Do you sometimes wonder why a perfectly reasonable position is often rejected by very intelligent people?
You might lay an argument out, back it up with solid facts — and still encounter vehement opposition.
Surprisingly, this resistance often comes not from the ignorant or the uneducated, but from those who have the knowledge and acuity to appreciate the point being made.
The first thing to remember is that most people argue from their gut, not their brain. They imbibe prejudice early in life, and harden their outlook accordingly.
Much of what ensues thereafter is just a relentless train stuck on the steel tracks of confirmation bias.
New facts and new arguments encountered en route do not open new thinking. The offensive ones are ignored; those that support pre-set ideas are filtered out to reconfirm what is already believed.
That aside, there is another very strong reason why reasonable people can take on unreasonable positions. It was expressed best by Pulitzer-Prize-winning author Upton Sinclair: ‘It is difficult to get a man to understand something, when his salary depends on his not understanding it.’
This concerns the power of incentives. When people oppose reasonable arguments vigorously, it behoves us to look carefully at where their reward comes from.
John Bogle, he who revolutionised the investment industry, often picked up on Sinclair’s words.
He pointed out that the people who give you personal investment advice often make a lot of money for themselves — at your expense.
Most small investors are unaware of the heavy cost of the fees that managed investments impose.
And it is not in the interests of those selling you the products to point this out — they make their money by charging you more than you need to pay, and hoping for your ignorance.
The life lesson is this: keep a very careful eye on the incentives of those you have to work with. It will help you understand what ensues.
For example, the key incentive of a government minister is to defend the government of the day.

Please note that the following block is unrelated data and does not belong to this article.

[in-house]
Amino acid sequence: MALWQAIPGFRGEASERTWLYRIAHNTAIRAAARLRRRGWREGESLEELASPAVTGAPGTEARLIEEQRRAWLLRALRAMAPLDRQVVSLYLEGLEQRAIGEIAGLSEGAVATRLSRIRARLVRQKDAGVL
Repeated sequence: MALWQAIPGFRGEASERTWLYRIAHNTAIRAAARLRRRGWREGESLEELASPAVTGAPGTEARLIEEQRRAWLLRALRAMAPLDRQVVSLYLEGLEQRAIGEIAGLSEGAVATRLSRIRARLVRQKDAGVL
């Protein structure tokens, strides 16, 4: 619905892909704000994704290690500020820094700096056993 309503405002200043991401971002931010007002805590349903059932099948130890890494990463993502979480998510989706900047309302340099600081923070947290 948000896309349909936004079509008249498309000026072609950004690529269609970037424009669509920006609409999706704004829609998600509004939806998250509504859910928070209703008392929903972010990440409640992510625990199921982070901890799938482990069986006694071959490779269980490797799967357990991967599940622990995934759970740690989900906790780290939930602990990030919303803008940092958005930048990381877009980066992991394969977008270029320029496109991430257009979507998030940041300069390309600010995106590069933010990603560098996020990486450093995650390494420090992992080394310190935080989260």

You can marshal all the arguments you want about a policy change; those who are paid to defend the existing policy will do so with gusto, even with anger.
Their resistance will only change when the incentives change, or when the paymaster whistles a different tune.
Similarly, you might be perplexed when a pundit or intellectual you respect suddenly espouses surprisingly pig-headed views. Don’t be. You probably need to look no further than the fact that incentives have changed.
I have pointed out another example here before: there are those who believe Africa is currently the best investment destination ever; that everything is positive and vibrant; that governments are progressive and transparent; that policy is enlightened and supportive; that the middle class’s purchasing power is exploding.
Sitting right next to these people is another group, equally educated, who will tell you that it’s all gloom and doom; that de facto dictatorships abound; that an economic reckoning is coming.
You know what to do now. Look for the paymasters and payoffs on both sides. They explain a lot. Many intellectuals are paid not to understand.
You are better off looking through the maze of incentives to gather your own understanding of the situation.
This is not to say that everyone is equally affected by pecuniary incentives. Some people, though rare, respond to a higher set of incentives.
Their reward comes from doing what is right — even though that may cost them greatly in financial terms. These are the folks whose opinions I personally give the greatest part of my attention.
Look out for those who refuse to take high-paying positions if their fundamental principles are in discord with the work on offer.
Look out for those who refuse high-paying assignments from clients whose morals are in doubt.
Look out for those who resign if their values are offended. Look out for those who tell you not to buy from them, because you will do better elsewhere.
You won’t find many such people. When you do, take note. You will find that they dance to a higher-order music.
Their sense of achievement and meaning is not confined to the cage of personal payoffs. They are here to play bigger, even if fortunes are forsaken in the process. Perhaps you can find such a person in the mirror someday.
Sunny Bindra’s new book, The Bigger Deal, is now on sale. www.sunwords.com